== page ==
Next year, the 3 to 5 year olds who attend the early childhood education program at Hollywood School in Brookfield will finally have some playground equipment that is designed for them. 

Last week the Riverside Elementary School District 96 Board of Education voted 5 to 0 to accept a bid of $33,807 to build a new playground at Hollywood School with equipment designed for 2 to 5 year olds. The present playground equipment at Hollywood School is designed for older kids.

“We’re filling a gap that is glaring for the preschool program,” said David Sellers, the District 96 interim director of finance and operations.

The school board decided not to spend an additional $54,000 to also replace the playground equipment at Hollywood which is designed for kids over the age of five. The district could have received a discount to replace the existing playground equipment, which is nearing the end of its projected useful life. 

But board members preferred to wait for a comprehensive review of the playgrounds at the district’s other schools before replacing the current equipment at Hollywood School.

The board is looking to upgrade the playgrounds at Central and Ames schools, but not this summer. The playground at Blythe Park School is considered the Cadillac of the Riverside parks and no upgrade is seen as necessary there.

Last fall, a playground committee was formed to look into improvements to the playgrounds at the district’s schools. The committee’s report presented the school board with a choice of just establishing an early learners playground at Hollywood this year or also replacing the existing Hollywood playground.

Kim Hefner, the principal of Hollywood School and a member of the playground committee, said while it would be nice to have all new playground equipment for next year she understood the board’s desire to move slowly and treat all the schools the same.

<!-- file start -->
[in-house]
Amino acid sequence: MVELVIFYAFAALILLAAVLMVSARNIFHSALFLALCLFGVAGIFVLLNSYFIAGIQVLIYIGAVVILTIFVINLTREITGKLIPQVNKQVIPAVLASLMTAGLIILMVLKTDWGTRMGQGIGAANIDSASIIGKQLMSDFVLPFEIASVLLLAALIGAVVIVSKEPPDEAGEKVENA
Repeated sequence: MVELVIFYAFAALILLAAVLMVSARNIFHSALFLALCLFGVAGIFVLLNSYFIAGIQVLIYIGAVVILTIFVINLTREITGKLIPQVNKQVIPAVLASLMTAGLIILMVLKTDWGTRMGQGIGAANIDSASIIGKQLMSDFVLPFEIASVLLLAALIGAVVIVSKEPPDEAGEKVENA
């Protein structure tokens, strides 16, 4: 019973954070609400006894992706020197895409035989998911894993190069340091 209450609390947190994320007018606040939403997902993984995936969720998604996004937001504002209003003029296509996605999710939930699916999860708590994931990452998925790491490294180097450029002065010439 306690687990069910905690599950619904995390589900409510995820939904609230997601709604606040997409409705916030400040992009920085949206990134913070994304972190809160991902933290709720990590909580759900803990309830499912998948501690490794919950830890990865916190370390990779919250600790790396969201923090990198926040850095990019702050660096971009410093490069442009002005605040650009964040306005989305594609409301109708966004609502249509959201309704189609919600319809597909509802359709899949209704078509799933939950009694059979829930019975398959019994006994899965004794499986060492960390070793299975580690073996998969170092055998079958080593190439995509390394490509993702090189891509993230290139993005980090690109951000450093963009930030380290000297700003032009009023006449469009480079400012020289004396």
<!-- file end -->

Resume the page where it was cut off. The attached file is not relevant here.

“We got the one we needed the most,” Hefner said. “It would have been nice to get both, but I understand the need to develop a district wide plan for what’s best for all of our kids.”

Sub pay increased

The District 96 board also voted to raise the pay of its substitute teachers by $10 a day. It’s the first increase in the basic rate of pay for substitute teachers in District 96 since 2009. 

Effective March 1, the regular pay for substitute teachers will increase to $105 a day from $95 a day for the first 20 days of a substitute teaching assignment. After 20 days, a substitute’s pay will increase to $115 a day. A couple months ago the school board increased the daily pay for long-term substitute teachers to $150 a day. 

The new basic rate of $105 day was established after the administration checked to see what other local districts pay. 

“We will not be the highest-paid district [and] we will not be the lowest which we tend to be at this point,” said Co-Interim Superintendent Griff Powell.

By raising the pay for subs, the district is trying to make itself more attractive to substitute teachers and deepen its sub pool. On some days this school year, the district has been unable to find a substitute for every teacher that was out and has had to pull paraprofessionals from their regular duties to take over a classroom.

Hauser elevator,
 paving approved

The school board also approved a $504,000 bid to construct an elevator for L.J. Hauser Junior High School. The Hauser-Central campus does not have an elevator and installing one has been a high priority for this school board and for parents of children with special needs.

The board also voted 5 to 0 to spend $436,165 to repave the parking lots at Hauser and Hollywood Schools this summer. The board decided not to spend nearly $60,000 extra to install permeable pavers on a portion of the Hauser parking lot. 

Board member Randy Brockway had strongly urged the board to install the permeable pavers, which puts less strain of the sewer system, but other board members did not think the benefit was worth the cost. 

Brockway was not at last week’s meeting and although Mary Rose Mangia initially suggested the board include the permeable pavers in the contract she ultimately went along with the other four board members present in approving a bid without the permeable pavers.

“If we could get a grant to do it I think we would say yes,” said school board President Jeff Miller of including permeable pavers. “I think the question more is, is the benefit we get from the permeable pavers worth the extra $60,000 we would have to pay with our own money?”